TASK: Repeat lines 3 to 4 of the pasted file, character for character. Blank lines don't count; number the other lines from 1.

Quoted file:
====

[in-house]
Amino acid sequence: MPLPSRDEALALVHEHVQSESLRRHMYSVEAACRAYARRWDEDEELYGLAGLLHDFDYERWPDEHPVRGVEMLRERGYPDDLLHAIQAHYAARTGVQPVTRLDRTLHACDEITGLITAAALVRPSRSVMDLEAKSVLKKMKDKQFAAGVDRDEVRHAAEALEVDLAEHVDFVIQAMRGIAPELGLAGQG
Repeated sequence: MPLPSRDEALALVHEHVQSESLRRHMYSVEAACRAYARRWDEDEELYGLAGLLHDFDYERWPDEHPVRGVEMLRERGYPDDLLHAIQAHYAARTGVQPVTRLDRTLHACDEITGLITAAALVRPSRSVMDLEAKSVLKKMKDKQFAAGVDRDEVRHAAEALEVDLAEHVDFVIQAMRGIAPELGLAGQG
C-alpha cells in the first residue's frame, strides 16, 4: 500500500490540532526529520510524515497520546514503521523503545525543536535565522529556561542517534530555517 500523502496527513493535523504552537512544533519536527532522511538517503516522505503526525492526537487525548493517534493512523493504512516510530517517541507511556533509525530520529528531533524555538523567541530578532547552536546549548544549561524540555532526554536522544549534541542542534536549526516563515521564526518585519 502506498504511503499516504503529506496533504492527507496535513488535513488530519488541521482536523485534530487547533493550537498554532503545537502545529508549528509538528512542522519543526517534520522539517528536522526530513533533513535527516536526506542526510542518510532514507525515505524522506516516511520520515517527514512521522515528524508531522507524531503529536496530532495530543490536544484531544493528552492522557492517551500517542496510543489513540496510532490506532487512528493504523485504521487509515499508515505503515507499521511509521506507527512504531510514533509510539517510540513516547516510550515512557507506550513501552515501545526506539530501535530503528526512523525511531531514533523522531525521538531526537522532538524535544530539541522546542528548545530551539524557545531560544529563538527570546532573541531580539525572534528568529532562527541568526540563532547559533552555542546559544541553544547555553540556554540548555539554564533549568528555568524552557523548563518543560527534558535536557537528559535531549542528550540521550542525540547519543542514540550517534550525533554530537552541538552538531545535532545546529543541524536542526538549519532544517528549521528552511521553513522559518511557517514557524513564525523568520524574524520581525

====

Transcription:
Repeated sequence: MPLPSRDEALALVHEHVQSESLRRHMYSVEAACRAYARRWDEDEELYGLAGLLHDFDYERWPDEHPVRGVEMLRERGYPDDLLHAIQAHYAARTGVQPVTRLDRTLHACDEITGLITAAALVRPSRSVMDLEAKSVLKKMKDKQFAAGVDRDEVRHAAEALEVDLAEHVDFVIQAMRGIAPELGLAGQG
C-alpha cells in the first residue's frame, strides 16, 4: 500500500490540532526529520510524515497520546514503521523503545525543536535565522529556561542517534530555517 500523502496527513493535523504552537512544533519536527532522511538517503516522505503526525492526537487525548493517534493512523493504512516510530517517541507511556533509525530520529528531533524555538523567541530578532547552536546549548544549561524540555532526554536522544549534541542542534536549526516563515521564526518585519 502506498504511503499516504503529506496533504492527507496535513488535513488530519488541521482536523485534530487547533493550537498554532503545537502545529508549528509538528512542522519543526517534520522539517528536522526530513533533513535527516536526506542526510542518510532514507525515505524522506516516511520520515517527514512521522515528524508531522507524531503529536496530532495530543490536544484531544493528552492522557492517551500517542496510543489513540496510532490506532487512528493504523485504521487509515499508515505503515507499521511509521506507527512504531510514533509510539517510540513516547516510550515512557507506550513501552515501545526506539530501535530503528526512523525511531531514533523522531525521538531526537522532538524535544530539541522546542528548545530551539524557545531560544529563538527570546532573541531580539525572534528568529532562527541568526540563532547559533552555542546559544541553544547555553540556554540548555539554564533549568528555568524552557523548563518543560527534558535536557537528559535531549542528550540521550542525540547519543542514540550517534550525533554530537552541538552538531545535532545546529543541524536542526538549519532544517528549521528552511521553513522559518511557517514557524513564525523568520524574524520581525